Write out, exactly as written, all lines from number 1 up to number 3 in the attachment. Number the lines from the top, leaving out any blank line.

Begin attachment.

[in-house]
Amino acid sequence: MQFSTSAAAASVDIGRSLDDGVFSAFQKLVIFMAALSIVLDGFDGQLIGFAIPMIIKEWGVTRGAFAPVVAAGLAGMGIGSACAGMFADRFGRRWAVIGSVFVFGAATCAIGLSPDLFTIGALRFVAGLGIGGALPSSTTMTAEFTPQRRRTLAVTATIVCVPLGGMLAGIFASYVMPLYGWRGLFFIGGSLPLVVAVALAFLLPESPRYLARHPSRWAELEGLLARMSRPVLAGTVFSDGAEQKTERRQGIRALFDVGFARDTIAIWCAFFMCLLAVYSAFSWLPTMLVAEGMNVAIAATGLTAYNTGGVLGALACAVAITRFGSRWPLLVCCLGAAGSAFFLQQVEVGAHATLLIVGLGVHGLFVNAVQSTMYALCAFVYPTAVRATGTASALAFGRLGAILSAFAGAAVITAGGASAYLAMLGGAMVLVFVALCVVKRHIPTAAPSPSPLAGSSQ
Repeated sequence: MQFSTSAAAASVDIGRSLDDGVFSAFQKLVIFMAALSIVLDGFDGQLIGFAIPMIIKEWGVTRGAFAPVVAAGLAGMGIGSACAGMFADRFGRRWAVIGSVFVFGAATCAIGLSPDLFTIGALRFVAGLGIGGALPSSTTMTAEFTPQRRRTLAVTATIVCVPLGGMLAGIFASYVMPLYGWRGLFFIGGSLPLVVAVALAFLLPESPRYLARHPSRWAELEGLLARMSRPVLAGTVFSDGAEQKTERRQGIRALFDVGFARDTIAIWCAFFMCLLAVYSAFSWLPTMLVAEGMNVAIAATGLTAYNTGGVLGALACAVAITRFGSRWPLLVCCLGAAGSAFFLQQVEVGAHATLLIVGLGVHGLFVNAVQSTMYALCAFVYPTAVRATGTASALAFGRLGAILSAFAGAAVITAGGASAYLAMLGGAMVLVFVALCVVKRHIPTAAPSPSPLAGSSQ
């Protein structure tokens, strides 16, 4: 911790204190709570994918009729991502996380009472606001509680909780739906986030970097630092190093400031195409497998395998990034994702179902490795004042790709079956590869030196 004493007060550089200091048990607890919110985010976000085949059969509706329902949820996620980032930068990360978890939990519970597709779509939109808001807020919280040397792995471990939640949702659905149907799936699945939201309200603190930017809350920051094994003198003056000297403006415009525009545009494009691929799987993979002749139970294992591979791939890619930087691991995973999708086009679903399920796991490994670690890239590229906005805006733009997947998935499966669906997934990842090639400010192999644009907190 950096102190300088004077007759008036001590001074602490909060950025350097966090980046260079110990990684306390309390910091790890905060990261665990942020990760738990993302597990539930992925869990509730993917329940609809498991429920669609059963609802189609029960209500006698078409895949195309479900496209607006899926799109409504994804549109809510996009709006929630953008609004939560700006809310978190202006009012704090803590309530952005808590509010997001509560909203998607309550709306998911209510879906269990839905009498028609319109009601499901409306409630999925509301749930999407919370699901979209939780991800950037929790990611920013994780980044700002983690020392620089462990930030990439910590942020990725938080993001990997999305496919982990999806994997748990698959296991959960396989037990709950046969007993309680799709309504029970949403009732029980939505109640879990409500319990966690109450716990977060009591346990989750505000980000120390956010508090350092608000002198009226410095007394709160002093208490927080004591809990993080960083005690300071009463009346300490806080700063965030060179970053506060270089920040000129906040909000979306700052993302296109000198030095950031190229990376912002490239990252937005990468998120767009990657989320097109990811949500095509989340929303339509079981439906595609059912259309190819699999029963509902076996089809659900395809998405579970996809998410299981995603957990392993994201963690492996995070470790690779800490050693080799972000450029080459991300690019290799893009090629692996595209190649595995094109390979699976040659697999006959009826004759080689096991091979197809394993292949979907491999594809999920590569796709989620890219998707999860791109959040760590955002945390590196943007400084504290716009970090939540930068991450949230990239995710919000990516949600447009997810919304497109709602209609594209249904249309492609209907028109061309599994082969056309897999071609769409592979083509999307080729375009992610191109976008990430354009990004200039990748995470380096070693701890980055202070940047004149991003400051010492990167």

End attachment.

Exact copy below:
[in-house]
Amino acid sequence: MQFSTSAAAASVDIGRSLDDGVFSAFQKLVIFMAALSIVLDGFDGQLIGFAIPMIIKEWGVTRGAFAPVVAAGLAGMGIGSACAGMFADRFGRRWAVIGSVFVFGAATCAIGLSPDLFTIGALRFVAGLGIGGALPSSTTMTAEFTPQRRRTLAVTATIVCVPLGGMLAGIFASYVMPLYGWRGLFFIGGSLPLVVAVALAFLLPESPRYLARHPSRWAELEGLLARMSRPVLAGTVFSDGAEQKTERRQGIRALFDVGFARDTIAIWCAFFMCLLAVYSAFSWLPTMLVAEGMNVAIAATGLTAYNTGGVLGALACAVAITRFGSRWPLLVCCLGAAGSAFFLQQVEVGAHATLLIVGLGVHGLFVNAVQSTMYALCAFVYPTAVRATGTASALAFGRLGAILSAFAGAAVITAGGASAYLAMLGGAMVLVFVALCVVKRHIPTAAPSPSPLAGSSQ
Repeated sequence: MQFSTSAAAASVDIGRSLDDGVFSAFQKLVIFMAALSIVLDGFDGQLIGFAIPMIIKEWGVTRGAFAPVVAAGLAGMGIGSACAGMFADRFGRRWAVIGSVFVFGAATCAIGLSPDLFTIGALRFVAGLGIGGALPSSTTMTAEFTPQRRRTLAVTATIVCVPLGGMLAGIFASYVMPLYGWRGLFFIGGSLPLVVAVALAFLLPESPRYLARHPSRWAELEGLLARMSRPVLAGTVFSDGAEQKTERRQGIRALFDVGFARDTIAIWCAFFMCLLAVYSAFSWLPTMLVAEGMNVAIAATGLTAYNTGGVLGALACAVAITRFGSRWPLLVCCLGAAGSAFFLQQVEVGAHATLLIVGLGVHGLFVNAVQSTMYALCAFVYPTAVRATGTASALAFGRLGAILSAFAGAAVITAGGASAYLAMLGGAMVLVFVALCVVKRHIPTAAPSPSPLAGSSQ